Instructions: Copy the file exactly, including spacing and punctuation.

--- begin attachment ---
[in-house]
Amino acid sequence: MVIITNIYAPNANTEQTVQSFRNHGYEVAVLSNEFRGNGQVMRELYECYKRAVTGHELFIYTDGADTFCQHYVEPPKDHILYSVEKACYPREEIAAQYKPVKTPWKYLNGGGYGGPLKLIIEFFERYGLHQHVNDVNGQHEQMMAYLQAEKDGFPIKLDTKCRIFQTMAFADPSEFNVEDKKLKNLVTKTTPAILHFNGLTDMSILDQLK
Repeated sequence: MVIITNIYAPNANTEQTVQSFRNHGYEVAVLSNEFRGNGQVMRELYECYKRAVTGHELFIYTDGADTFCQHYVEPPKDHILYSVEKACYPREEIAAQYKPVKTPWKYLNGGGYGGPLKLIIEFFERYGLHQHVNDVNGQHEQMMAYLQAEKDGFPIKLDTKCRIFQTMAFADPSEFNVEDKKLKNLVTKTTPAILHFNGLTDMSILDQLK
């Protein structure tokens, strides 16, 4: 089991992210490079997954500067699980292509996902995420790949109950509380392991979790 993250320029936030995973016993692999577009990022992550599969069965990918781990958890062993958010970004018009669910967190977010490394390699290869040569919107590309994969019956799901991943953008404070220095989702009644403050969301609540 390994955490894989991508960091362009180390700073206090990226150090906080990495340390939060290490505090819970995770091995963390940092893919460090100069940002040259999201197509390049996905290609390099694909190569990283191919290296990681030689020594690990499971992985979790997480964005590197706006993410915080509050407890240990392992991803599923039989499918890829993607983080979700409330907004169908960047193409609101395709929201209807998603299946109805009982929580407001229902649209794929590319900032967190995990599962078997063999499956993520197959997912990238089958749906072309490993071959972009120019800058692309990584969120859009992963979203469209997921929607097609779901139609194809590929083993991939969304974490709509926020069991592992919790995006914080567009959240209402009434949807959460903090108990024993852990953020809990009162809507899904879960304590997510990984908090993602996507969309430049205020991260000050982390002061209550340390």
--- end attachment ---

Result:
[in-house]
Amino acid sequence: MVIITNIYAPNANTEQTVQSFRNHGYEVAVLSNEFRGNGQVMRELYECYKRAVTGHELFIYTDGADTFCQHYVEPPKDHILYSVEKACYPREEIAAQYKPVKTPWKYLNGGGYGGPLKLIIEFFERYGLHQHVNDVNGQHEQMMAYLQAEKDGFPIKLDTKCRIFQTMAFADPSEFNVEDKKLKNLVTKTTPAILHFNGLTDMSILDQLK
Repeated sequence: MVIITNIYAPNANTEQTVQSFRNHGYEVAVLSNEFRGNGQVMRELYECYKRAVTGHELFIYTDGADTFCQHYVEPPKDHILYSVEKACYPREEIAAQYKPVKTPWKYLNGGGYGGPLKLIIEFFERYGLHQHVNDVNGQHEQMMAYLQAEKDGFPIKLDTKCRIFQTMAFADPSEFNVEDKKLKNLVTKTTPAILHFNGLTDMSILDQLK
């Protein structure tokens, strides 16, 4: 089991992210490079997954500067699980292509996902995420790949109950509380392991979790 993250320029936030995973016993692999577009990022992550599969069965990918781990958890062993958010970004018009669910967190977010490394390699290869040569919107590309994969019956799901991943953008404070220095989702009644403050969301609540 390994955490894989991508960091362009180390700073206090990226150090906080990495340390939060290490505090819970995770091995963390940092893919460090100069940002040259999201197509390049996905290609390099694909190569990283191919290296990681030689020594690990499971992985979790997480964005590197706006993410915080509050407890240990392992991803599923039989499918890829993607983080979700409330907004169908960047193409609101395709929201209807998603299946109805009982929580407001229902649209794929590319900032967190995990599962078997063999499956993520197959997912990238089958749906072309490993071959972009120019800058692309990584969120859009992963979203469209997921929607097609779901139609194809590929083993991939969304974490709509926020069991592992919790995006914080567009959240209402009434949807959460903090108990024993852990953020809990009162809507899904879960304590997510990984908090993602996507969309430049205020991260000050982390002061209550340390």